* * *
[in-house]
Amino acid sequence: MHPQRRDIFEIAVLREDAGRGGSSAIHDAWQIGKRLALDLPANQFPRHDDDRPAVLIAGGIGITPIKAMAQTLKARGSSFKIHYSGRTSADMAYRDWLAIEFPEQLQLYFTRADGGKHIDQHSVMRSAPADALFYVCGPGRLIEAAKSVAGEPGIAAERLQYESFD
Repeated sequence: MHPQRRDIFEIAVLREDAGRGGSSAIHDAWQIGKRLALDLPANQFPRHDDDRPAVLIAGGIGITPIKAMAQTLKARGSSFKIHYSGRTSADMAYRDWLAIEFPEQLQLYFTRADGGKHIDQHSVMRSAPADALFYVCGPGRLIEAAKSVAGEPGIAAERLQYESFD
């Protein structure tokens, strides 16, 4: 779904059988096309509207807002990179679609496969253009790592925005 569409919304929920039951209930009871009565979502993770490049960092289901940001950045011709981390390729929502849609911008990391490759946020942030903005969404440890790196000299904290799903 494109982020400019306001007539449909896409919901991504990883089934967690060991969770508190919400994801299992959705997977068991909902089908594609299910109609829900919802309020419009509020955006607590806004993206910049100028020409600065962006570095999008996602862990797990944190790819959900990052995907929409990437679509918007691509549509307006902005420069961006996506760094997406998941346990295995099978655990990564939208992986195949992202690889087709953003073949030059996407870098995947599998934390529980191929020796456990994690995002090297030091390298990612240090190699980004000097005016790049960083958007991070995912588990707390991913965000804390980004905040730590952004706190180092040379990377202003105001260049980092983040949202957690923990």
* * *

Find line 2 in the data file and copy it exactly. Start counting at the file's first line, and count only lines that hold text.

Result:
Amino acid sequence: MHPQRRDIFEIAVLREDAGRGGSSAIHDAWQIGKRLALDLPANQFPRHDDDRPAVLIAGGIGITPIKAMAQTLKARGSSFKIHYSGRTSADMAYRDWLAIEFPEQLQLYFTRADGGKHIDQHSVMRSAPADALFYVCGPGRLIEAAKSVAGEPGIAAERLQYESFD